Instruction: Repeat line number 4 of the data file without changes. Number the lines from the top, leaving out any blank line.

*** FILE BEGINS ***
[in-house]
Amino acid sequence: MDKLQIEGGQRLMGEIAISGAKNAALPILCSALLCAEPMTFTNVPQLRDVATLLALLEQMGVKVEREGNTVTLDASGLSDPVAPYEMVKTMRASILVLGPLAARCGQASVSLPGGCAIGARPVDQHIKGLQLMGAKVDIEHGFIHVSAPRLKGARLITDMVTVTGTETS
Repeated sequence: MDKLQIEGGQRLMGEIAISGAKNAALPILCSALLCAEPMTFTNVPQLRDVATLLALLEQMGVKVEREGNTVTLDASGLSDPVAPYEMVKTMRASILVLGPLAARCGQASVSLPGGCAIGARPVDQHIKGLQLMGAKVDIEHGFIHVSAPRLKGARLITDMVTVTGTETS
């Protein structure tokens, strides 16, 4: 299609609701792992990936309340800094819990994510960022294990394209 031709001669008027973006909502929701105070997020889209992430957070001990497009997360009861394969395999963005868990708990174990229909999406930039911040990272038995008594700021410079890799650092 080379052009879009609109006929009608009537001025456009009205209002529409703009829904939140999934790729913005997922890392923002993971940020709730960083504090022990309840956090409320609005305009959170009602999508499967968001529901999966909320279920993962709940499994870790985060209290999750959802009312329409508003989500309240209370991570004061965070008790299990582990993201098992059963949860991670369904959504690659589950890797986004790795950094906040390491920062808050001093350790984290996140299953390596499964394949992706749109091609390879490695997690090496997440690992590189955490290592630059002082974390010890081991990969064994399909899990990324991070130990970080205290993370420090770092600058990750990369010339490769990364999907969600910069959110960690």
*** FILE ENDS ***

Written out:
């Protein structure tokens, strides 16, 4: 299609609701792992990936309340800094819990994510960022294990394209 031709001669008027973006909502929701105070997020889209992430957070001990497009997360009861394969395999963005868990708990174990229909999406930039911040990272038995008594700021410079890799650092 080379052009879009609109006929009608009537001025456009009205209002529409703009829904939140999934790729913005997922890392923002993971940020709730960083504090022990309840956090409320609005305009959170009602999508499967968001529901999966909320279920993962709940499994870790985060209290999750959802009312329409508003989500309240209370991570004061965070008790299990582990993201098992059963949860991670369904959504690659589950890797986004790795950094906040390491920062808050001093350790984290996140299953390596499964394949992706749109091609390879490695997690090496997440690992590189955490290592630059002082974390010890081991990969064994399909899990990324991070130990970080205290993370420090770092600058990750990369010339490769990364999907969600910069959110960690």